A team of Oregon State University biologists led by Dr. Luis Bolaños are taking part in a NASA-funded program called EXPORTS, making discoveries in the oceanic carbon cycle. The team studied the first-ever winter sampling of phytoplankton in the North Atlantic Ocean, and found smaller cells than they expected, which could mean more bad news for the future of our oceans.
Phytoplankton are mostly one-celled plants that are the foundation of the aquatic food web. Common types are cyanobacteria, silica-encased diatoms, dinoflagellates, green algae, and chalk-coated coccolithophores.
Marine biologists have long known that phytoplankton live in abundance in the surface layers of the oceans – where they use sunlight, nutrients in the water, and carbon dioxide from the air to grow and spread. Gradually, phytoplankton die and begin to sink toward the sea floor, miles below, where the dead plant life can remain for hundreds or even thousands of years, becoming some of the most sequestered carbon on Earth. Some have even suggested that phytoplankton blooms should be encouraged, to increase the decomposition of dead plankton on the sea floor.
Blooms can extend over hundreds of square kilometers in the ocean and last several weeks, however, phytoplankton generally only live for a few days. Massive blooms that sink to the ocean floor can create dead zones as the decomposing bacteria depletes oxygen and suffocates animal life.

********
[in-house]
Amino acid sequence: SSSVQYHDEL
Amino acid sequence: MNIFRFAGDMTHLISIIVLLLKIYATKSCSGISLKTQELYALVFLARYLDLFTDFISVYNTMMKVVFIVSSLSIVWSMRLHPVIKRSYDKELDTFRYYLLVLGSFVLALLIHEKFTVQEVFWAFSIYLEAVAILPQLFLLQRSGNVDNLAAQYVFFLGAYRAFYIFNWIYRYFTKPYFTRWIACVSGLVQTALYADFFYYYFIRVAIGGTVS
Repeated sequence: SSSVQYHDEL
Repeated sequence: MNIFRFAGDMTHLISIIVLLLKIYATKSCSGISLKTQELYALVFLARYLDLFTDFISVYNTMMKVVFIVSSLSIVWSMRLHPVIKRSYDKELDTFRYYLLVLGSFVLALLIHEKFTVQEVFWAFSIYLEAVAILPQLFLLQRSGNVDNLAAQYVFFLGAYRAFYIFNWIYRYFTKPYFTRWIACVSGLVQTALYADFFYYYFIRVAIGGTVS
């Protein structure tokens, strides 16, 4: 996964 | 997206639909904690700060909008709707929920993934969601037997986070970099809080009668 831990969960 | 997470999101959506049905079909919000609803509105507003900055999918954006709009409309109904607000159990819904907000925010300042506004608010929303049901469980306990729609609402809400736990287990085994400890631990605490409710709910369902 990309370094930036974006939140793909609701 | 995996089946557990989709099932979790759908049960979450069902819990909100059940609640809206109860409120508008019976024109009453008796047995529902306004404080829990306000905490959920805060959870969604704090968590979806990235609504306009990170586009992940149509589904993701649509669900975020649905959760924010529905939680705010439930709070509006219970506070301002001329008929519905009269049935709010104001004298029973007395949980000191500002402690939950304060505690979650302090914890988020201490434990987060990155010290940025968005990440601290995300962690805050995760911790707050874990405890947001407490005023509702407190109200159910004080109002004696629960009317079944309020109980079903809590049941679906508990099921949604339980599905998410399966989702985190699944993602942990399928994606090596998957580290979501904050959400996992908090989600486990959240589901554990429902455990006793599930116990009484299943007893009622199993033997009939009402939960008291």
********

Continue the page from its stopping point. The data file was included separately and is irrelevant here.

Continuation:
Much dead phytoplankton never sinks all the way to the ocean floor. Upwellings of water can bring nutrients back to the surface, causing a sudden bloom of new phytoplankton. The question of how much carbon does reach the bottom is one of the main concerns of EXPORTS.
A Surprising Discovery
One of the biggest surprises the study found was that rather than being made up of mainly large plankton organisms called diatoms, the water was actually a complicated ecosystem of many different species, most of them far smaller than diatoms. These smaller organisms are less likely to sink as they die, and thus less carbon winds up on the sea floor, removed from the atmosphere for centuries.
Bolaños warns that “warming can create a feedback loop with unfortunate effects. As temperature increases… [diatoms will be replaced] by smaller organisms who can adapt to this shift (similar to those found in the tropics), diminishing the amount of carbon removed from the atmosphere to the deep ocean, therefore enhancing warming and setting the conditions for smaller organisms to keep thriving.”
“That’s why is important to keep funding these scientific studies,” he continues, “so we can keep tracking the evolution of these ecological systems and have more detailed data to predict the changes that a warming future could bring.”
By John M. Burt